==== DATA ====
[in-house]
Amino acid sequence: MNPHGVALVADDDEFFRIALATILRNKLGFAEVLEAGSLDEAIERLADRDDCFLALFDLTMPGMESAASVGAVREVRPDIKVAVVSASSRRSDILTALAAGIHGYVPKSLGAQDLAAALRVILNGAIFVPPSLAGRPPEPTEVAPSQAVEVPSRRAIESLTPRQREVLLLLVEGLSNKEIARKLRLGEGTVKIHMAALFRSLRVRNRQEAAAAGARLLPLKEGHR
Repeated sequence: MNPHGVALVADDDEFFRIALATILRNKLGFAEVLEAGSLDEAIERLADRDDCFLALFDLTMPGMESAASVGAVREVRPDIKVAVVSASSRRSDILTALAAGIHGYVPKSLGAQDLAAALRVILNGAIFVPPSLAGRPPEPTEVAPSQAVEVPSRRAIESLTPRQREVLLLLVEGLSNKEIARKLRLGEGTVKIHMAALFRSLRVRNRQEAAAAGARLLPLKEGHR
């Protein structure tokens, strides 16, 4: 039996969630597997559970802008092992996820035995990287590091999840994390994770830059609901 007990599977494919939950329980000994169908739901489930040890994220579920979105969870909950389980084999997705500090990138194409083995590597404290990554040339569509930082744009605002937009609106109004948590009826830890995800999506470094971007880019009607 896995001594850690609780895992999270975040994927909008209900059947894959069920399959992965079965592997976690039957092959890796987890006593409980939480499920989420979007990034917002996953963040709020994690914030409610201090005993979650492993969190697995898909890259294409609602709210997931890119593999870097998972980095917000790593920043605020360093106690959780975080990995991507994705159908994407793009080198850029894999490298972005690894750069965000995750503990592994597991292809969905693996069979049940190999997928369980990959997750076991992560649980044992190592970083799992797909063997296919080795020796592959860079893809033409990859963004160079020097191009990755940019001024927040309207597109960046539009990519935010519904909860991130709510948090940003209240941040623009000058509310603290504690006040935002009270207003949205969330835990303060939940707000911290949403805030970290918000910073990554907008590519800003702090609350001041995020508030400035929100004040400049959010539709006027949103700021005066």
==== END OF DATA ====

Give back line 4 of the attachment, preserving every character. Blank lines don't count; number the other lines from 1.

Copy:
């Protein structure tokens, strides 16, 4: 039996969630597997559970802008092992996820035995990287590091999840994390994770830059609901 007990599977494919939950329980000994169908739901489930040890994220579920979105969870909950389980084999997705500090990138194409083995590597404290990554040339569509930082744009605002937009609106109004948590009826830890995800999506470094971007880019009607 896995001594850690609780895992999270975040994927909008209900059947894959069920399959992965079965592997976690039957092959890796987890006593409980939480499920989420979007990034917002996953963040709020994690914030409610201090005993979650492993969190697995898909890259294409609602709210997931890119593999870097998972980095917000790593920043605020360093106690959780975080990995991507994705159908994407793009080198850029894999490298972005690894750069965000995750503990592994597991292809969905693996069979049940190999997928369980990959997750076991992560649980044992190592970083799992797909063997296919080795020796592959860079893809033409990859963004160079020097191009990755940019001024927040309207597109960046539009990519935010519904909860991130709510948090940003209240941040623009000058509310603290504690006040935002009270207003949205969330835990303060939940707000911290949403805030970290918000910073990554907008590519800003702090609350001041995020508030400035929100004040400049959010539709006027949103700021005066």